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Howard County Receives $57 Million Share of CARES Act Funding for COVID-19 Relief

Howard County Receives $57 Million Share of CARES Act Funding for COVID-19 Relief

June 1, 2020 

Media Contact: 

Scott Peterson, Director of Communications, Office of Public Information, 202-277-9412 

 

ELLICOTT CITY, MD – Howard County has received its share of the CARES Act funding, nearly $57 million ($56,830,393), from the State of Maryland. As a jurisdiction with a population under 500,000, Howard County was required to submit detailed applications documenting how grant funding is projected to be spent and execute a grant agreement with the State. Additionally, half of the County’s share of grant funding, $28,415,197, was granted to the Howard County Health Department, while the remaining half was transmitted directly to Howard County Government. Howard County Government has access to at least $9 million in funds granted to the Howard County Health Department to cover County health related expenses during the pandemic. 

“Howard County was required to go through a more rigorous process to receive federal relief funding. Now that we have received this critical funding, we can focus on quickly distributing funds to those who need it the most,” said County Executive Calvin Ball. “We plan to provide more than $5.7 million in business assistance funding to support our local businesses in response and recovery to COVID-19. I’d like to thank our Congressional Delegation for their work to ensure local governments were included in the CARES Act, so we can respond and support our community on a local level.” 

Howard County has spent more than $9.3 million in COVID-19 response and recovery efforts to date and is anticipating a revenue loss of nearly $35 million. 

 

COVID-19 Related Expenses 

Howard County Government is projecting more than $22 million in health-related expenses stemming from the pandemic.  The CARES Act will support the following types of health-related expenses: 

  • Salaries for emergency management and services dedicated to mitigating and responding to the pandemic;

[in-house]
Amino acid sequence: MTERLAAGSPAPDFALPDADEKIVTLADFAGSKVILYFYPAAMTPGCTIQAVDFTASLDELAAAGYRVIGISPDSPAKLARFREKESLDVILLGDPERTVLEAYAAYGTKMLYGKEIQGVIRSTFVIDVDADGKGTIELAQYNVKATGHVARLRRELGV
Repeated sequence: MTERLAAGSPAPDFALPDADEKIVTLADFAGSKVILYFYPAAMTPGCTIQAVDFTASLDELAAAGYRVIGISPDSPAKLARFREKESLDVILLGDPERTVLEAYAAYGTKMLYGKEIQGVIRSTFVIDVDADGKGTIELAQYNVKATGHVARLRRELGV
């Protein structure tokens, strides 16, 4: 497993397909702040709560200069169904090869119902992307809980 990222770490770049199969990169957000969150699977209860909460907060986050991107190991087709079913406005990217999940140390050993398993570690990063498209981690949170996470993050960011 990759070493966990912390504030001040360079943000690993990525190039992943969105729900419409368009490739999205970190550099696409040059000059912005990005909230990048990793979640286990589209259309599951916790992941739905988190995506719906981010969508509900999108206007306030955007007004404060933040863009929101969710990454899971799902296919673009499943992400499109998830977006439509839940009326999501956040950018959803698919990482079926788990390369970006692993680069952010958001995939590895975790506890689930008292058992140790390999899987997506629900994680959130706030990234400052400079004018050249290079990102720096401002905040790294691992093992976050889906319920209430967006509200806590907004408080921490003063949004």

• Acquisition and distribution of supplies; 

  • Expenses for public safety measures; 

  • Communications and enforcement; 

  • Disinfection of public areas. 

Additionally, Howard County Government is projecting more than $9 million in non-health related expenses stemming from the pandemic.  The following are non-health related expenses that will be supported by the County’s CARES Act funding: 

  • Hazard pay for employees performing essential work during the pandemic; 
  • Technology expenses to improve telework capabilities; 

  • Care for homeless populations; 

  • Food delivery to residents; 

  • Rental assistance support. 

 

Business Support and Relief 

Howard County is also providing over $5.7 million in business assistance funding as part of its HoCo RISE effort to help businesses with the response and recovery from the pandemic.  Over 80% of Howard County’s businesses have fewer than 20 employees, we are putting the limited resources in targeted sectors to help those most impacted.  

The business assistance efforts include: 

  • Storefront Retail Assistance Program, providing $2.7 million to locally-owned small retailers who have been forced to close because of the Governor’s non-essential business order. 

  • An Agriculture Assistance Program, providing $800,000 in total grant assistance to support local, full-time farms affected by the decreased demand by local restaurants as well as a drastic decline in commodity prices. 
  • Restaurant Assistance Program, providing $2.0 million to locally-owned restaurants for support for accommodations required to re-open and customer access.  

Further details on the application process for these business assistance programs will be announced in the coming weeks.  

The Coronavirus Aid, Relief and Economic Security Act (CARES Act) was signed into law on March 27, 2020. A provision in the CARES Act requires that expenditures be incurred “due to” the public health emergency means that expenditures must be used for actions taken to respond to the public health emergency. These may include expenditures incurred to allow the State, territorial, local, or Tribal government to respond directly to the emergency, such as by addressing medical or public health needs, as well as expenditures incurred to respond to second-order effects of the emergency, such as by providing economic support to those suffering from employment or business interruptions due to COVID-19-related business closures. 

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